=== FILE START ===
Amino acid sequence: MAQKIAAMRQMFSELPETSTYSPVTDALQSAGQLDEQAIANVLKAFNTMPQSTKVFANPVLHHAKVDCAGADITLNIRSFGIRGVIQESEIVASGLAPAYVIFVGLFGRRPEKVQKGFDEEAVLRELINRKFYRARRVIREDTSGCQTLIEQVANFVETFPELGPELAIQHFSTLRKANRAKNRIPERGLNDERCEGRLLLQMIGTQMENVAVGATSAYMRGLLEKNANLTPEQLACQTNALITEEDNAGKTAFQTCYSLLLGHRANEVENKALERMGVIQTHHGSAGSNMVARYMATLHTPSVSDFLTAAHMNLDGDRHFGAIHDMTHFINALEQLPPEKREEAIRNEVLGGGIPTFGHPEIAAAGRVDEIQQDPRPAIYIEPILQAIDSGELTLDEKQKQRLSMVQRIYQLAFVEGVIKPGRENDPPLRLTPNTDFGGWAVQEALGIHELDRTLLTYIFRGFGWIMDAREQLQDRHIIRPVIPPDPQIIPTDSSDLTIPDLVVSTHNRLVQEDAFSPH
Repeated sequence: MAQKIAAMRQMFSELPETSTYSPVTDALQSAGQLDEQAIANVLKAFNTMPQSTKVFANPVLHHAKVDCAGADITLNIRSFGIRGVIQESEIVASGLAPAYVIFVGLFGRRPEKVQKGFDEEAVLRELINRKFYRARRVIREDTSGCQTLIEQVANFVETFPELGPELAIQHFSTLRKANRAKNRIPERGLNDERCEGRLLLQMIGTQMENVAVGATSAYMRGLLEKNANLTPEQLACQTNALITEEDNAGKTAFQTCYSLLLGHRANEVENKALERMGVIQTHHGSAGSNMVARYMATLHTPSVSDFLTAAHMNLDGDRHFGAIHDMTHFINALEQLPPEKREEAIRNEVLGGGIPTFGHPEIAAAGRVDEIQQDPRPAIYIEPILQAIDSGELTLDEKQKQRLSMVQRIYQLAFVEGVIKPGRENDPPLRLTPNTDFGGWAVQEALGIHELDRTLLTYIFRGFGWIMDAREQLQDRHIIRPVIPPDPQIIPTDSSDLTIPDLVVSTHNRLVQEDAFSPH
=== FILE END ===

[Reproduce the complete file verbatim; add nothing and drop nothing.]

Amino acid sequence: MAQKIAAMRQMFSELPETSTYSPVTDALQSAGQLDEQAIANVLKAFNTMPQSTKVFANPVLHHAKVDCAGADITLNIRSFGIRGVIQESEIVASGLAPAYVIFVGLFGRRPEKVQKGFDEEAVLRELINRKFYRARRVIREDTSGCQTLIEQVANFVETFPELGPELAIQHFSTLRKANRAKNRIPERGLNDERCEGRLLLQMIGTQMENVAVGATSAYMRGLLEKNANLTPEQLACQTNALITEEDNAGKTAFQTCYSLLLGHRANEVENKALERMGVIQTHHGSAGSNMVARYMATLHTPSVSDFLTAAHMNLDGDRHFGAIHDMTHFINALEQLPPEKREEAIRNEVLGGGIPTFGHPEIAAAGRVDEIQQDPRPAIYIEPILQAIDSGELTLDEKQKQRLSMVQRIYQLAFVEGVIKPGRENDPPLRLTPNTDFGGWAVQEALGIHELDRTLLTYIFRGFGWIMDAREQLQDRHIIRPVIPPDPQIIPTDSSDLTIPDLVVSTHNRLVQEDAFSPH
Repeated sequence: MAQKIAAMRQMFSELPETSTYSPVTDALQSAGQLDEQAIANVLKAFNTMPQSTKVFANPVLHHAKVDCAGADITLNIRSFGIRGVIQESEIVASGLAPAYVIFVGLFGRRPEKVQKGFDEEAVLRELINRKFYRARRVIREDTSGCQTLIEQVANFVETFPELGPELAIQHFSTLRKANRAKNRIPERGLNDERCEGRLLLQMIGTQMENVAVGATSAYMRGLLEKNANLTPEQLACQTNALITEEDNAGKTAFQTCYSLLLGHRANEVENKALERMGVIQTHHGSAGSNMVARYMATLHTPSVSDFLTAAHMNLDGDRHFGAIHDMTHFINALEQLPPEKREEAIRNEVLGGGIPTFGHPEIAAAGRVDEIQQDPRPAIYIEPILQAIDSGELTLDEKQKQRLSMVQRIYQLAFVEGVIKPGRENDPPLRLTPNTDFGGWAVQEALGIHELDRTLLTYIFRGFGWIMDAREQLQDRHIIRPVIPPDPQIIPTDSSDLTIPDLVVSTHNRLVQEDAFSPH